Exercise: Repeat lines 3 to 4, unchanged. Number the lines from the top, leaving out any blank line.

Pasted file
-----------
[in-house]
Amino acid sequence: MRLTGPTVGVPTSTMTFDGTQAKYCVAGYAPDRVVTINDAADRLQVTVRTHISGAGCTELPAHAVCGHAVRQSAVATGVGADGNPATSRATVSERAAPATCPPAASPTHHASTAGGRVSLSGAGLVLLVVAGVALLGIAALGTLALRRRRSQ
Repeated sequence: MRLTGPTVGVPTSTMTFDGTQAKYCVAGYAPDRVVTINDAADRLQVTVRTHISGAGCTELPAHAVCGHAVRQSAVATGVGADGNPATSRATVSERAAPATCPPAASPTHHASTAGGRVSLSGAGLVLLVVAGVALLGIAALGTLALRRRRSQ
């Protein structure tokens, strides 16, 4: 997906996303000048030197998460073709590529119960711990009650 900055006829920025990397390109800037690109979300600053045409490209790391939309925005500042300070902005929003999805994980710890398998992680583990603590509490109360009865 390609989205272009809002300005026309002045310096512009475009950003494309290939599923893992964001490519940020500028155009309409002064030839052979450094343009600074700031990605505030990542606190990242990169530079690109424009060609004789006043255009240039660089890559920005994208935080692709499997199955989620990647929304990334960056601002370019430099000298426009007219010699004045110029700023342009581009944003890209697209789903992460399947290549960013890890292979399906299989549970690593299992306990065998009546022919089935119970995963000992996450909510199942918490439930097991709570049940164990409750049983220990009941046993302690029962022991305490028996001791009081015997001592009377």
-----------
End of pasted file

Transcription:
Repeated sequence: MRLTGPTVGVPTSTMTFDGTQAKYCVAGYAPDRVVTINDAADRLQVTVRTHISGAGCTELPAHAVCGHAVRQSAVATGVGADGNPATSRATVSERAAPATCPPAASPTHHASTAGGRVSLSGAGLVLLVVAGVALLGIAALGTLALRRRRSQ
């Protein structure tokens, strides 16, 4: 997906996303000048030197998460073709590529119960711990009650 900055006829920025990397390109800037690109979300600053045409490209790391939309925005500042300070902005929003999805994980710890398998992680583990603590509490109360009865 390609989205272009809002300005026309002045310096512009475009950003494309290939599923893992964001490519940020500028155009309409002064030839052979450094343009600074700031990605505030990542606190990242990169530079690109424009060609004789006043255009240039660089890559920005994208935080692709499997199955989620990647929304990334960056601002370019430099000298426009007219010699004045110029700023342009581009944003890209697209789903992460399947290549960013890890292979399906299989549970690593299992306990065998009546022919089935119970995963000992996450909510199942918490439930097991709570049940164990409750049983220990009941046993302690029962022991305490028996001791009081015997001592009377």